A. A Chinese teapot found on the shelf of a semi-detached house sold for a whopping £ 1m – despite having a damaged lid.
Its owner, unaware of its significance, put it down to show expert Lee Young, who was invited to a modest property in Dorset to appreciate some decorations.
Mr Young, of Duke Auctioneers in Dorchester, Dorset, identified the mark of his base as that of the Chinese Emperor Qianlong, who ruled between 1735-1796. On the cover was a fine peach, a symbol of immortality and unity in Imperial China, where peach trees were considered a "tree of life", and Chinese brides wore peach flowers.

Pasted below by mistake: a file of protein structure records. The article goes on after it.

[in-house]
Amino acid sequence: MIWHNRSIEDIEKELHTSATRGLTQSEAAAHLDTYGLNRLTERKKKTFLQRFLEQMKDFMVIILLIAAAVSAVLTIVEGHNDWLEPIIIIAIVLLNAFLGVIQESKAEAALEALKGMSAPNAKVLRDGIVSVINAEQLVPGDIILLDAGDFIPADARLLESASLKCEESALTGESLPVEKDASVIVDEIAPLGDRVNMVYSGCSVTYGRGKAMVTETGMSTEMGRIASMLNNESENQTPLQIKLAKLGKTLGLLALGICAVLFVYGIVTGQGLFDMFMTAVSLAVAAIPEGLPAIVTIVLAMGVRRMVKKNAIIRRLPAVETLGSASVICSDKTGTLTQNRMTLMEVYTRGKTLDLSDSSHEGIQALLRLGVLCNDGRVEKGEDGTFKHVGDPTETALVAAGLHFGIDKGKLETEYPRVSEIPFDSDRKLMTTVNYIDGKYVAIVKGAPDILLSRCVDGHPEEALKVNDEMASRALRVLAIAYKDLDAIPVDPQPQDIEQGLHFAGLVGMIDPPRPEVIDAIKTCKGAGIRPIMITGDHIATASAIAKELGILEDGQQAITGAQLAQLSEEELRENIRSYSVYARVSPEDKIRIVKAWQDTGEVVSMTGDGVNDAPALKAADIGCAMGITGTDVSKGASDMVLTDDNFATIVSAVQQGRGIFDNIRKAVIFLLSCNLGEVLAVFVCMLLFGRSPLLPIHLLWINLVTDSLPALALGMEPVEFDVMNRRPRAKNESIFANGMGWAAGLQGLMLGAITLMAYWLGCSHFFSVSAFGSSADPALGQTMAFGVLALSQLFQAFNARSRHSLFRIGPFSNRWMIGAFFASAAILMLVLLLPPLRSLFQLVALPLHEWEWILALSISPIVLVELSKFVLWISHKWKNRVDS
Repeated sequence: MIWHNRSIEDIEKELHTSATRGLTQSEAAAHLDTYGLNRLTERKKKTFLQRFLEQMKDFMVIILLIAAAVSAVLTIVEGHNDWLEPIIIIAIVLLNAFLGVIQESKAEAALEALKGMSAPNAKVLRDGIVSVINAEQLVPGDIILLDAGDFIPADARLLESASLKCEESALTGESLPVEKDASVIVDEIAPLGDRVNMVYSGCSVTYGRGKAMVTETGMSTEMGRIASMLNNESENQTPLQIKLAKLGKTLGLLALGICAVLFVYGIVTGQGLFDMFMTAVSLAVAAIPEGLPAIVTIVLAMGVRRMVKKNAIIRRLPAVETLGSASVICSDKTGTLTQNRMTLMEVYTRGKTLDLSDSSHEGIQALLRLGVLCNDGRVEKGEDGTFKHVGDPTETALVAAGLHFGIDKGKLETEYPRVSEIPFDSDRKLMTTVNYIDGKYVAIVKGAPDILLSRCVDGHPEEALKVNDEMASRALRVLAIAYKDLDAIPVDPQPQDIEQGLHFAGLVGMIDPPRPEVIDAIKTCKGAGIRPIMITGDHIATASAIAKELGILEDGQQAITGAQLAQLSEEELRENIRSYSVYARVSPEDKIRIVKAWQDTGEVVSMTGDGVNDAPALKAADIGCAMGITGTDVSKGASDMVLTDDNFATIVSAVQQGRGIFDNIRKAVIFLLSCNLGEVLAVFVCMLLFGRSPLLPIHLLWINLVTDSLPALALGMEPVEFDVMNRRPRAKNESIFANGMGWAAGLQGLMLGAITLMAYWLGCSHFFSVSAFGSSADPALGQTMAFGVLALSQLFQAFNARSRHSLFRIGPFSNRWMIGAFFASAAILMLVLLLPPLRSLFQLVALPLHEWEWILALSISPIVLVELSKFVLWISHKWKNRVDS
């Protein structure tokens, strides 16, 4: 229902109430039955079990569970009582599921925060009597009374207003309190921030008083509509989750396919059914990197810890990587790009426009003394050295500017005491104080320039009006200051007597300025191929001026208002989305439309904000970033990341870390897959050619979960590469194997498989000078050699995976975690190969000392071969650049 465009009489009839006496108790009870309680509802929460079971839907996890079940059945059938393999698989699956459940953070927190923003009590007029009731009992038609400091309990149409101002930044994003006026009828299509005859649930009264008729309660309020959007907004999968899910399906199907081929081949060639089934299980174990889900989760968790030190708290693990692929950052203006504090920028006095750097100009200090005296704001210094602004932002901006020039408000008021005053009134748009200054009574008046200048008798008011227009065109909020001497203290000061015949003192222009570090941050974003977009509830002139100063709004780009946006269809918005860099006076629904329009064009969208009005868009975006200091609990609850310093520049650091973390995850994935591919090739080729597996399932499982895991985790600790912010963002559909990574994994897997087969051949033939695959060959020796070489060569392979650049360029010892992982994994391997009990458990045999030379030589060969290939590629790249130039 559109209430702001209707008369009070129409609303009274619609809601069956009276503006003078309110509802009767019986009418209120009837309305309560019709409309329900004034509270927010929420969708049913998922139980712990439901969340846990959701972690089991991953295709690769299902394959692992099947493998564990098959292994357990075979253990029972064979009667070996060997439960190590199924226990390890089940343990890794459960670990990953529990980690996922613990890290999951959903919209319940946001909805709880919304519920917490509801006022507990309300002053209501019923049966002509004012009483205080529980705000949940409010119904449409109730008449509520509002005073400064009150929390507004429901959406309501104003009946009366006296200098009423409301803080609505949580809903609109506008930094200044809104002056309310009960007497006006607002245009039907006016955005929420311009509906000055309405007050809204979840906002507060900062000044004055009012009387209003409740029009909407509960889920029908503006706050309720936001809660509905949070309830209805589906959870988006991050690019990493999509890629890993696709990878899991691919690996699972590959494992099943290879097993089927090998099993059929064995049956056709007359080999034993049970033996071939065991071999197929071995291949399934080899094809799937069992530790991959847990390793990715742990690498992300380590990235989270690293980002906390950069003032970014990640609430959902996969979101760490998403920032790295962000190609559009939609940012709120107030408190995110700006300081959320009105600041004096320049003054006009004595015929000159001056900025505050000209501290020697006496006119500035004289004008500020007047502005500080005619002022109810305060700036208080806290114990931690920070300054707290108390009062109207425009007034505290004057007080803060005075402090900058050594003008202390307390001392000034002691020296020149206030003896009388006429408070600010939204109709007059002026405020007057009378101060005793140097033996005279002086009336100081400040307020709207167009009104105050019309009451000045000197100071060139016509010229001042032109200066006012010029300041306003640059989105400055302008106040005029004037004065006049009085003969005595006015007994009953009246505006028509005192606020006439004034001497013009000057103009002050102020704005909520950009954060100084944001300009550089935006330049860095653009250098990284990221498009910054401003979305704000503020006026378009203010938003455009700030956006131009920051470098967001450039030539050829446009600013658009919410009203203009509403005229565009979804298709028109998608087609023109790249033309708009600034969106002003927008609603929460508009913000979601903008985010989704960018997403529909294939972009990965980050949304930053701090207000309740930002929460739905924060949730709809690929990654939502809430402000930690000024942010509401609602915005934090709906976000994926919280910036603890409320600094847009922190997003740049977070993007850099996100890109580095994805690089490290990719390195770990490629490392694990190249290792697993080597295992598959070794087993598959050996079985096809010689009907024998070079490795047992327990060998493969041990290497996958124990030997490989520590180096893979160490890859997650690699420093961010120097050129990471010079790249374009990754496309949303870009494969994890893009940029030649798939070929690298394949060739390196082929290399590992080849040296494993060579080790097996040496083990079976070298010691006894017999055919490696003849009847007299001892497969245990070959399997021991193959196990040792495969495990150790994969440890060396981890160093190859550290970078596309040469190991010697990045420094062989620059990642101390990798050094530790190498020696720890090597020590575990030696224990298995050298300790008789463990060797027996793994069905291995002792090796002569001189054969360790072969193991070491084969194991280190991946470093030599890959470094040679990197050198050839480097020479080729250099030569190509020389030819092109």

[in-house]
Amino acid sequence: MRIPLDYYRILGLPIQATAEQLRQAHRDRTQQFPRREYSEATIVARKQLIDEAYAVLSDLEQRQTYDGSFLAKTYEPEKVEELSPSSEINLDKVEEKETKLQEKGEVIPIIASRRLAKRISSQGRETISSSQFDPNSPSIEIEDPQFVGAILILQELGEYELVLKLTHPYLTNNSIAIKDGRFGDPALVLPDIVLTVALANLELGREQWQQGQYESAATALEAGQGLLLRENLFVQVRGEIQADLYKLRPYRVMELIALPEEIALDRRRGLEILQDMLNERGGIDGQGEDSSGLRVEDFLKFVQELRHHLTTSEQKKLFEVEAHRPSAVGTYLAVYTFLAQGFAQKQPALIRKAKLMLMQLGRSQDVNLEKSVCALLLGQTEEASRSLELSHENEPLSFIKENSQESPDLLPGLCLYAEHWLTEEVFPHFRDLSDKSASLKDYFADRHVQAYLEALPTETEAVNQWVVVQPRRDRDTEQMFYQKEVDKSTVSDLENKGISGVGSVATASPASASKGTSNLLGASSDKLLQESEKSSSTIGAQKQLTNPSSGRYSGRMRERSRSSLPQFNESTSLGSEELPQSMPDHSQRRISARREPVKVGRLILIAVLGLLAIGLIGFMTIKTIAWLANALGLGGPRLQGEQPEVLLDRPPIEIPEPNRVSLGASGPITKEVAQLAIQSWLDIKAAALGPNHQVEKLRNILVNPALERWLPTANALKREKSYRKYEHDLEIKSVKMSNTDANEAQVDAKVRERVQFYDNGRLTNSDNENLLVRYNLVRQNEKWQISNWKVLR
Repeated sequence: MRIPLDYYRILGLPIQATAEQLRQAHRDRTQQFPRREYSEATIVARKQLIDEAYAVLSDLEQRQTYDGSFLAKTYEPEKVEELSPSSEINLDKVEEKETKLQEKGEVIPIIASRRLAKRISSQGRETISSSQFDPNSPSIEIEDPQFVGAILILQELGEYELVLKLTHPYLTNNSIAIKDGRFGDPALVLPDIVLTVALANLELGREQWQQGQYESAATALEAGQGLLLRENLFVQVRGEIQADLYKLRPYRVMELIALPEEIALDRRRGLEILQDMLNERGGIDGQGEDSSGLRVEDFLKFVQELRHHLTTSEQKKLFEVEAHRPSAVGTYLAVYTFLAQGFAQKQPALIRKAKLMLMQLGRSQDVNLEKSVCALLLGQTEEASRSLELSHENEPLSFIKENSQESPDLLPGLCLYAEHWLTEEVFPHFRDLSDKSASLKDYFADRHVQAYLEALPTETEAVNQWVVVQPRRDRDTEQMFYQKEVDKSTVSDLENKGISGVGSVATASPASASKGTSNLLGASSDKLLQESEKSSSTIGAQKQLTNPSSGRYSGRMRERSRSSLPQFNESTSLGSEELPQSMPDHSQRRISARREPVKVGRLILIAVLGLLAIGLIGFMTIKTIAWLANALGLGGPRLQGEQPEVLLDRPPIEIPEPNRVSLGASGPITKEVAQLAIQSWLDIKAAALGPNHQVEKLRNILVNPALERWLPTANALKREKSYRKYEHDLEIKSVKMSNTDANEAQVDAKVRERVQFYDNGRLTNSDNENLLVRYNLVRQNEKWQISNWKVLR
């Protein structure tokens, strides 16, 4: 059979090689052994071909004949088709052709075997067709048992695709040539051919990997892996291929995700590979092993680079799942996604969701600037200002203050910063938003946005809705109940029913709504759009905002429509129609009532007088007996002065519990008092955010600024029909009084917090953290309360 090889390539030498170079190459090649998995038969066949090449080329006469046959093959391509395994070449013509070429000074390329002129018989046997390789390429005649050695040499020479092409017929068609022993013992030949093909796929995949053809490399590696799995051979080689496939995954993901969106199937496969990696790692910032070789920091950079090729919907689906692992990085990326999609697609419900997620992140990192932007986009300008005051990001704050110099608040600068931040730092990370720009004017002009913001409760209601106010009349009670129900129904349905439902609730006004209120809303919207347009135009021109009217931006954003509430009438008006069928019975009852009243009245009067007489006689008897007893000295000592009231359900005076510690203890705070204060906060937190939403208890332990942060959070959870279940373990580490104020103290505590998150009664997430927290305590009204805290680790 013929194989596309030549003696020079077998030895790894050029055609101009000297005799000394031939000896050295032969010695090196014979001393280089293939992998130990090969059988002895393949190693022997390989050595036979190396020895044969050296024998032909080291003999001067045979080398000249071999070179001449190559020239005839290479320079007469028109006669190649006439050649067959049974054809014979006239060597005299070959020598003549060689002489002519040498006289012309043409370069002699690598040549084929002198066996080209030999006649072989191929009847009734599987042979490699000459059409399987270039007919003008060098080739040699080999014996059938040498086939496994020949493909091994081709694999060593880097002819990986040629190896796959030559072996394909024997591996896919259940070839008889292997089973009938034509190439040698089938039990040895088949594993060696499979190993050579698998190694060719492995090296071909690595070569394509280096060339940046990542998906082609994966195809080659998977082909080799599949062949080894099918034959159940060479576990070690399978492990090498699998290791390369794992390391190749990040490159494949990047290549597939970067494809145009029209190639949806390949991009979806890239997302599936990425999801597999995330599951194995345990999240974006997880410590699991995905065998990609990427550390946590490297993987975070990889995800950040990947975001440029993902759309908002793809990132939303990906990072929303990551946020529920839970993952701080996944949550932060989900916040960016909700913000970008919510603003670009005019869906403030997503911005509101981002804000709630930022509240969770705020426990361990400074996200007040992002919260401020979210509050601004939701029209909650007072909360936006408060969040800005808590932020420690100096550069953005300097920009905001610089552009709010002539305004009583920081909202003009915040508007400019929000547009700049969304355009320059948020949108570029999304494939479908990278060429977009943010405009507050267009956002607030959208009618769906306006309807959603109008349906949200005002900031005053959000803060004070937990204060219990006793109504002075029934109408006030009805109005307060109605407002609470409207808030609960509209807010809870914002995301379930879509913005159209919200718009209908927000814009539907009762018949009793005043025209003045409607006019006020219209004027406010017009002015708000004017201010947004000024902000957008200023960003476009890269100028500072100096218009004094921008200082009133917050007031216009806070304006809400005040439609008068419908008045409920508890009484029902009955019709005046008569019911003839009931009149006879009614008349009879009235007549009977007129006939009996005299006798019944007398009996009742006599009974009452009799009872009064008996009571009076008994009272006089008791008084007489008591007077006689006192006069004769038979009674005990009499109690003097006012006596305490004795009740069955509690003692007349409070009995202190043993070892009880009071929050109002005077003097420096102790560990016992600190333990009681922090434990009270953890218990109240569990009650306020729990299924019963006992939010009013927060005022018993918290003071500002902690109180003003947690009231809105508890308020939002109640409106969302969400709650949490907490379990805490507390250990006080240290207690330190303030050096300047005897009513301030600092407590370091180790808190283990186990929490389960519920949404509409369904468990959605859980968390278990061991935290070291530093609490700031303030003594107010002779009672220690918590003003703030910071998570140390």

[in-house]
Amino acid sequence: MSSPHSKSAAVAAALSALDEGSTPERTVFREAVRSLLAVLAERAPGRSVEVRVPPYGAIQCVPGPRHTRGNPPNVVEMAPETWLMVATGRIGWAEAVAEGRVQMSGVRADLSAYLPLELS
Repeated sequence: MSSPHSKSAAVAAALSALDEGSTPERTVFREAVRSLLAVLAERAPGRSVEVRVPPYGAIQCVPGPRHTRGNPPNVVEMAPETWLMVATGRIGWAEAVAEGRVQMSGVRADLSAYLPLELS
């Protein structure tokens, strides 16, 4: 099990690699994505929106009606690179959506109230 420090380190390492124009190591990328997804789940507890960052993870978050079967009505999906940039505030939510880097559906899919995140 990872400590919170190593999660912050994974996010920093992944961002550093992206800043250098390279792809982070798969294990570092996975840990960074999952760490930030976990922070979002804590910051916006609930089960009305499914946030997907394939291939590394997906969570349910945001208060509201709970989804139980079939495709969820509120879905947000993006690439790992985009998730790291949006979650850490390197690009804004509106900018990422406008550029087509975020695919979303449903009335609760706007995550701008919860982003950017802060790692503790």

Green tea of 5 celadon was conservatively estimated to sell for several thousand pounds, but interest in it began before the auction.
It sparked an international war with 10 bidders bidding for a successful phone bidder to pay a hammer price of £ 800,000. With the auction house's added fees, the total paid figure is £ 1,040,000. There was a startling applause at the auction house when the sale closed.
The seller, who does not want to be named, is a middle-aged businessman. The teapot has been passed down through the family for several generations, but its origin is unknown. He was sitting like a decorative piece on a shelf in the living room of the semi-open house he shares with his wife.